Georges Lemaynetre: Father Of The Big Bang Theory

Great Essays
Objective Description
In the year 2000, the American Museum of Natural History posted an essay as an online resource, Profile: Georges Lemaître, Father of the Big Bang. An excerpt from Cosmic Horizons: Astronomy at the Cutting Edge. It was edited by Steven Soter and Neil deGrasse Tyson.
The profile begins with a simple explanation of the expanding universe and how Georges Lemaître published his mathematical findings that today we know as the Big Bang theory.
Soter and deGrasse Tyson provide some of Lemaître’s life details. He was a Belgian cosmologist and a Catholic priest. He served in World War 1 as an artillery officer. They do not however provide any information about his family. This essay does not reveal what his parents did for living
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Georges Lemaître was the father of the Big Bang theory. (Soter & deGrasse Tyson 2000).
4. “Lemaître’s religious interests remained as important to him as science throughout his life” (Soter & deGrasse Tyson 2000).
5. “Insisted that there was neither a connection nor a conflict between his religion and his science” (Soter & deGrasse Tyson 2000).
Cons Facts:
1. “This startling idea [the Big Bang theory] first appeared in scientific form in 1931, in a paper by Georges Lemaître […]” (Soter & deGrasse Tyson 2000).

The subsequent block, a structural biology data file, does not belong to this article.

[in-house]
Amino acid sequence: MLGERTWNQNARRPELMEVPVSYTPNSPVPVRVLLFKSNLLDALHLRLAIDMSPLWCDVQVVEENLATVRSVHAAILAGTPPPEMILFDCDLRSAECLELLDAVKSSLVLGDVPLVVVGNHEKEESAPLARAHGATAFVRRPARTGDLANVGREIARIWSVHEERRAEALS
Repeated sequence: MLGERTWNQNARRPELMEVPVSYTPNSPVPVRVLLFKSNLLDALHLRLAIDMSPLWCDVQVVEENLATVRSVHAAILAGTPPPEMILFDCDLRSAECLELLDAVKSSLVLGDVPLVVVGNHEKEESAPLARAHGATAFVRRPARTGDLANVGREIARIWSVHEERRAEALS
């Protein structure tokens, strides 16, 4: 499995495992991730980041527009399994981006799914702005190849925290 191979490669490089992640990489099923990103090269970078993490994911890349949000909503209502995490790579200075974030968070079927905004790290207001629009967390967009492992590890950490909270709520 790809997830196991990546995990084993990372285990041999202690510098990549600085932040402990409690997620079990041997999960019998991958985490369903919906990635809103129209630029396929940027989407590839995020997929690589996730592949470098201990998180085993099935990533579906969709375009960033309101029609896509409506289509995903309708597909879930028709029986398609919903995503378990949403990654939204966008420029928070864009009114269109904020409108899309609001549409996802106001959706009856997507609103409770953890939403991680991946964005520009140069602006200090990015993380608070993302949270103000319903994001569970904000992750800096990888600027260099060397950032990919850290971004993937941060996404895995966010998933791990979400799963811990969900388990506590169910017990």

2. “In 1927, Lemaître published in Belgium a virtually unnoticed paper that provided a compelling solution to the equations of General Relativity for the case of an expanding universe” (Soter & deGrasse Tyson 2000).
3. “[…] he served as an artillery officer [in World War I] and witnessed the first poison gas attack in history” (Soter & deGrasse Tyson 2000).
4. Soter and deGrasse Tyson failed to discuss that Hubble, quite often, mistakenly receives credit as “the Father of the Big Bang theory” (Wikipedia 2014).
5. Soter and deGrasse Tyson fail to provide sufficient personal information for Lemaître. It would have been more complete had they disclosed what his parents did for a living, if he had any siblings.
Subjective
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I would have expected his name to be more prevalent and readily acknowledged during Big Bang discussions. “He was also the first to derive what is now known as Hubble’s law and made the first estimation of what is now called the Hubble constant, which he published in 1927, two years before Hubble’ article” (Wikipedia 2014).
Perhaps this, on some level, is “Christian persecution.” The fact that Lemaître’s name is not naturally and obviously associated with Hubble’s law formula and constant is baffling. I am of the opinion it should read “Hubble/ Lemaître law.”
I find myself respecting this man. Lemaître must have fielded many questions about his faith and his work in science. It takes commitment to stand on both sides of what most see as opposing ideals. Yet, it appears, Lemaître did not waver from either position. He did not lose faith in God nor did he try to make God fit into a science mold. He successfully straddled both worlds for his entire life. The wisdom and discipline necessary for a life time of successful compartmentalization paints a picture of a strong

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